Aguado’s 25 Pieces Pour Guitare, no. 17 is played solely on the bottom three strings of the ukulele. Use either a constant p-i-m or i-m-a arpeggio to play the piece. Try your hand at playing this piece!

Aguado’s 25 Pieces Pour Guitare (Tab and Sheet Music)

Aguado’s 25 Pieces Pour Guitare (MP3)

To take it to the next level, compose your own intricate fingerpicking piece by coming up with your own chord progressions and using an arpeggio to play the chords. You might even experiment with using moveable chord shapes across the ukulele fretboard to get more interesting tones out of what would be really common chords.

Brett McQueen is the founder of Ukulele Tricks and author of Ukulele Exercises For Dummies, a brand new ukulele practice book with hundreds of fun exercises, drills and practice tunes in a wide-range of styles. Now available on Amazon.com here.

View Comments


  1. Glenn April 24th, 2013 10:42 pm

    i kinda like the fingepicking beter, because I’m still have trouble with struming, still working on it . never give up

  2. Jeremy April 24th, 2013 10:55 pm

    The images do not seem to want to load!!

  3. Lou Mascolo April 24th, 2013 11:09 pm

    Your link to “Aquado 25 Pieces” doesn’t work.

  4. Woodshed April 24th, 2013 11:15 pm

    Glenn: That’s a good attitude to have!

    Jeremy and Lou: Hmm, both seem to be working fine for me. I’ll see what I can do.

  5. Pat Solstad April 24th, 2013 11:20 pm

    Oh, this is SO MUCH FUN!! Thank you, Brett. Can’t wait to get my book!

  6. Ron Hale April 24th, 2013 11:21 pm

    Uke fingerstyle book author, Rob MacKillop, just the other day uploaded two new videos playing an
    historical copy guitar, Al. Take a look.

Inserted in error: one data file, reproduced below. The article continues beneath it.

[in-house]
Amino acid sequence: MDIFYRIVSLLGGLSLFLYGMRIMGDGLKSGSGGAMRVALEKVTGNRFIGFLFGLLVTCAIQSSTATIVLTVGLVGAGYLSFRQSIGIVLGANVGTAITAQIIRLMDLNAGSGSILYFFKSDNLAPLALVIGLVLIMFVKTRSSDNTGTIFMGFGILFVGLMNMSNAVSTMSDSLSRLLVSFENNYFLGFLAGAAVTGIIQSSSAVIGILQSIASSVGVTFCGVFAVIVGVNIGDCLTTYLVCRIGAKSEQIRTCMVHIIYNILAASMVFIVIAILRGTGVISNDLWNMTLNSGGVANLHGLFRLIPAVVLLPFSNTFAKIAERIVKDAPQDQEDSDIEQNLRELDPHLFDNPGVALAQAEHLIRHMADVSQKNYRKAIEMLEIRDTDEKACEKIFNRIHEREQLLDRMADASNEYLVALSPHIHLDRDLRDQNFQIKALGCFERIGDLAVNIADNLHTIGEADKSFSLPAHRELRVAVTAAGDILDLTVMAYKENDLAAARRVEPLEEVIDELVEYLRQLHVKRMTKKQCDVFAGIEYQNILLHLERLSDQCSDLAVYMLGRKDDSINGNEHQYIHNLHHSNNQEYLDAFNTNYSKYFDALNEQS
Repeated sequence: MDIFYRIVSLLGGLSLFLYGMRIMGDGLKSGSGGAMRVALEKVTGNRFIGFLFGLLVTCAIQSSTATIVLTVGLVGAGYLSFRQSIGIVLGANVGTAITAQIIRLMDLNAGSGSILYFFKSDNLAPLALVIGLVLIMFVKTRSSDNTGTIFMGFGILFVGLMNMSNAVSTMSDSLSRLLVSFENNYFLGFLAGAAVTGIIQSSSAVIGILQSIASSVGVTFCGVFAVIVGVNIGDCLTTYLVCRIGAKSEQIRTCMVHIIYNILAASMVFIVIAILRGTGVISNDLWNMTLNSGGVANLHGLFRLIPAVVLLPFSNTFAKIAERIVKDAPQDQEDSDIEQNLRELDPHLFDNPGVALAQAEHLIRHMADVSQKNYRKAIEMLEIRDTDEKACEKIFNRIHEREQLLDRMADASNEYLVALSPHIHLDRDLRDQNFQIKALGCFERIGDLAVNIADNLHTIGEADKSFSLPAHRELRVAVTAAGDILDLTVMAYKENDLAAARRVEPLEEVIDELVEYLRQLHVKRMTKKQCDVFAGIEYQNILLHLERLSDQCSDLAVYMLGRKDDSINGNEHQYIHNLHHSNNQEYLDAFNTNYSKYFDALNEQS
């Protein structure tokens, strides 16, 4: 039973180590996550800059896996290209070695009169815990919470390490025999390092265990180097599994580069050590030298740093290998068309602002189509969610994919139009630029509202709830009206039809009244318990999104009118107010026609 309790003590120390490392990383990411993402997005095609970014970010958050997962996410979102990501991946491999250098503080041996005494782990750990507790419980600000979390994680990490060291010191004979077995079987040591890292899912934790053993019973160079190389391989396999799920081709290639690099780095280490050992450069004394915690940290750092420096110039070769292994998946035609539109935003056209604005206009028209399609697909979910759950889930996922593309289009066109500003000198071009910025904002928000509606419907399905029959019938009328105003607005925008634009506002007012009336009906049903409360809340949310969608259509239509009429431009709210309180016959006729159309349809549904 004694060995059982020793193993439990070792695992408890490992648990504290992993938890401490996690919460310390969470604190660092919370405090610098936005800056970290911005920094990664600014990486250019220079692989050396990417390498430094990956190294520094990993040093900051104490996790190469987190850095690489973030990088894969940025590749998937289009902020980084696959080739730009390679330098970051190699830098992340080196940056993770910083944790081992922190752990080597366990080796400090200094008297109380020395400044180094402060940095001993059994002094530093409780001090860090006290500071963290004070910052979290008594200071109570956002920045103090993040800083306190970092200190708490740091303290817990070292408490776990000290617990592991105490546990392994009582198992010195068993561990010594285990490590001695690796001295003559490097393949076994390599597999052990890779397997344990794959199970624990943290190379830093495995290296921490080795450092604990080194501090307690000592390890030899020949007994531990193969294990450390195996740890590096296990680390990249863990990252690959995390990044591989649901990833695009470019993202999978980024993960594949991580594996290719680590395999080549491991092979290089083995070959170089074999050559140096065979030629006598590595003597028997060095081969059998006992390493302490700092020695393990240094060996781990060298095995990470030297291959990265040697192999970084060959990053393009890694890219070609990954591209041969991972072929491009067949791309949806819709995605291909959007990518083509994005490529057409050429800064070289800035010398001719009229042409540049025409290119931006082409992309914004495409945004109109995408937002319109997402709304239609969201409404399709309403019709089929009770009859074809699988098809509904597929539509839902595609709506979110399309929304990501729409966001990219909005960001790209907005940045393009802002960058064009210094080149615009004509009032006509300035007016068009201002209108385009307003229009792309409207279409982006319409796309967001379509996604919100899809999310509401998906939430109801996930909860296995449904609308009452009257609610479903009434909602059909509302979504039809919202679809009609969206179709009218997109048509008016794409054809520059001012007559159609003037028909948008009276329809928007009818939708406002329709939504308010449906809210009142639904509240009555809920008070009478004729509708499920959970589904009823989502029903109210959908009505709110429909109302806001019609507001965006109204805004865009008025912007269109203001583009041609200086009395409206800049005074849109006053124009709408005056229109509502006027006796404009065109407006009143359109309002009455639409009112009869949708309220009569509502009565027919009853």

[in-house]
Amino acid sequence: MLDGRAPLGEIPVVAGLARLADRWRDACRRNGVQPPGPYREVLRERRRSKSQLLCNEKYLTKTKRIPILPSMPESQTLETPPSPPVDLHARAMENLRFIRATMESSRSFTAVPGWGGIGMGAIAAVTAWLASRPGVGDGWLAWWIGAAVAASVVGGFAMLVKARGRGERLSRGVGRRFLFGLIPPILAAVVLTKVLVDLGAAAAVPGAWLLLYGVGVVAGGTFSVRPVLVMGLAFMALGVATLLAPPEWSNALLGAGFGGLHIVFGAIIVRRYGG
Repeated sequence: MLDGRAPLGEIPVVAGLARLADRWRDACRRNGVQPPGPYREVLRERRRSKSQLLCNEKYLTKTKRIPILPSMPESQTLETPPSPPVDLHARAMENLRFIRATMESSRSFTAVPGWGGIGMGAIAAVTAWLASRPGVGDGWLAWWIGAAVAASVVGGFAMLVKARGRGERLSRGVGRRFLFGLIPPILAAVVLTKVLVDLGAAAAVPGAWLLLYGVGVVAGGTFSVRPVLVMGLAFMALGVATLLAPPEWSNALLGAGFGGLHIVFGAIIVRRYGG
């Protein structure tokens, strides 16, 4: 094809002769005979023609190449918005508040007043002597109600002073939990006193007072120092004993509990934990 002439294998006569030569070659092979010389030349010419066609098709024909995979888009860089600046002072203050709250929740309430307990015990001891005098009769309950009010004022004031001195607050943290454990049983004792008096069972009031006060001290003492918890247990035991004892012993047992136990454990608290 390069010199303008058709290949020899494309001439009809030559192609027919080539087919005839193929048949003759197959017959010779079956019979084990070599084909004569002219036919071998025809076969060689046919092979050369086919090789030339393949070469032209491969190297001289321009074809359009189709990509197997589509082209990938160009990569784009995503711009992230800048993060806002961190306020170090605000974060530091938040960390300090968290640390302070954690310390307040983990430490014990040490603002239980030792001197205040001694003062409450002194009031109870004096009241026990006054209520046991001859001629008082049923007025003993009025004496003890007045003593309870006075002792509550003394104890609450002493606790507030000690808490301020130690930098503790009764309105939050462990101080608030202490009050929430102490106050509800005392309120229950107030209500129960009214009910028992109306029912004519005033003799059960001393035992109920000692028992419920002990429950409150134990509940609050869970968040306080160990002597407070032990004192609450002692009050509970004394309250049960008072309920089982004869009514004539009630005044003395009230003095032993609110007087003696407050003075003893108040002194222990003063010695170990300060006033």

Small guitar. May interest ukers.

  7. kwokkie April 25th, 2013 12:31 am

    When I try to visit http://www.ukuleletricks.com I get to see a “Test Page for the Apache HTTP Server & InterWorx-CP” page.

    Is that website down at the moment, or is there a problem on my side?

  8. Daniel Yu April 25th, 2013 1:25 am

    I downloaded the file but unable to open it. This message from my VLC (videolan) format shows up:

    No suitable decoder module:
    VLC does not support the audio or video format “undf”. Unfortunately there is no way for you to fix this.

  9. Dom Pirro April 25th, 2013 1:58 am

    What tuning does this book use? I have a Baritone Ukulele.

  10. Juke Joint Jim April 25th, 2013 6:14 am

    Very rich! Great job, stepping up to the plate with a nice lesson and useful tools for all us uckylaylay pickers. Thanks.

  11. kwokkie April 25th, 2013 7:15 am

    Oh, nevermind, the ukuleletricks website just started working for me, and the images show up now.

  12. Woodshed April 25th, 2013 12:54 pm

    Pat: I hope you enjoy it!

    kwokkie: I hope I didn’t crash his site! The images are hosted here now so there shouldn’t be a problem.

    Daniel: You need to use an unzipper on it.

    Jim: Glad you liked it!

  13. Woodshed April 25th, 2013 12:54 pm

    Dom: Standard, high-g tuning.

  14. Jamie April 25th, 2013 1:52 pm

    This is pretty damn awesome. I have a ukulele student who’s learning fast. I think he’ll appreciate this classical number. Not only can he practice his fingerpicking, but it’s different than the pop/folk songs he’s been playing. Thanks for offering it.

  15. John Payne April 25th, 2013 1:57 pm

    This is great!

  16. Brett McQueen April 25th, 2013 2:46 pm

    Sorry about the server issues everyone. Not sure what happened there but it looks like I’m back and running.

    Very glad to hear you all are enjoying the fingerpicking!

    Jamie, the Aguado piece is definitely a fun one to play.

    For the baritone players, you could definitely make use of these exercises for practice and even play the Aguado piece following along with the tab. It would just sound in a different key.

  17. Sandra April 25th, 2013 10:45 pm

    This is a great taster of Brett’s book – just got mine this week and its fab. A welcome change from all the other uke so called learn to play books, great follow up to al’s dummies book. Thanks for the post, hadn’t got to this chapter in the book yet!

  18. seamus4string April 26th, 2013 6:31 am

    Thanks Woodshed this looks like fun

  19. seamus4string April 26th, 2013 6:32 am

    You too Brett

  20. viv April 26th, 2013 12:53 pm

    I am new at the uke but our teacher has thrown us in at the deep end and asked us to do fingerpicking which i cannot even begin to do i cant even get the three fingers in the right position and so not know how to pluck the strings properly so have given and i usually dont give up but i find it daunting!

  21. Woodshed April 26th, 2013 8:12 pm

    Brett: I hope I didn’t cause the problems!

    seamus: It is fun!

    viv: Good luck with it.

  22. Joshua Grenrock April 27th, 2013 12:03 am